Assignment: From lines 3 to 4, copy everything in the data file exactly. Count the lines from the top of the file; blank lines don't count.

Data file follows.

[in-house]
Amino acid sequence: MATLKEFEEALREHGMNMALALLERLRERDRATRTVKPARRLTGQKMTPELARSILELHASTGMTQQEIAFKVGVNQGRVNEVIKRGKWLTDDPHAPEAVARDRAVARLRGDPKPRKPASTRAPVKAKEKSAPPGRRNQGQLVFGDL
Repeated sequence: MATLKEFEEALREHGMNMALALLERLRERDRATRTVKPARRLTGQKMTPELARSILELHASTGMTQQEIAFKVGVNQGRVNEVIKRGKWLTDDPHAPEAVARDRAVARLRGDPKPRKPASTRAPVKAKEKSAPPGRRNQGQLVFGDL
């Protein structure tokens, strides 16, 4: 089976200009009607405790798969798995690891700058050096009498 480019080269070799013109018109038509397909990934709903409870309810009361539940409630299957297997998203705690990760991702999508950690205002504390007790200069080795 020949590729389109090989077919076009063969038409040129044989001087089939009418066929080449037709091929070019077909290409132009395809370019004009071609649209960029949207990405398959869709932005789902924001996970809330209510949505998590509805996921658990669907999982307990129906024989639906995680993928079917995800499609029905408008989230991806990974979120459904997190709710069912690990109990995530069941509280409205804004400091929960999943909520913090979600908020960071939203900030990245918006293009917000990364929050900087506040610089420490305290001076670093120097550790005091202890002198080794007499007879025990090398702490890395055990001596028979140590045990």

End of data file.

Repeated sequence: MATLKEFEEALREHGMNMALALLERLRERDRATRTVKPARRLTGQKMTPELARSILELHASTGMTQQEIAFKVGVNQGRVNEVIKRGKWLTDDPHAPEAVARDRAVARLRGDPKPRKPASTRAPVKAKEKSAPPGRRNQGQLVFGDL
């Protein structure tokens, strides 16, 4: 089976200009009607405790798969798995690891700058050096009498 480019080269070799013109018109038509397909990934709903409870309810009361539940409630299957297997998203705690990760991702999508950690205002504390007790200069080795 020949590729389109090989077919076009063969038409040129044989001087089939009418066929080449037709091929070019077909290409132009395809370019004009071609649209960029949207990405398959869709932005789902924001996970809330209510949505998590509805996921658990669907999982307990129906024989639906995680993928079917995800499609029905408008989230991806990974979120459904997190709710069912690990109990995530069941509280409205804004400091929960999943909520913090979600908020960071939203900030990245918006293009917000990364929050900087506040610089420490305290001076670093120097550790005091202890002198080794007499007879025990090398702490890395055990001596028979140590045990």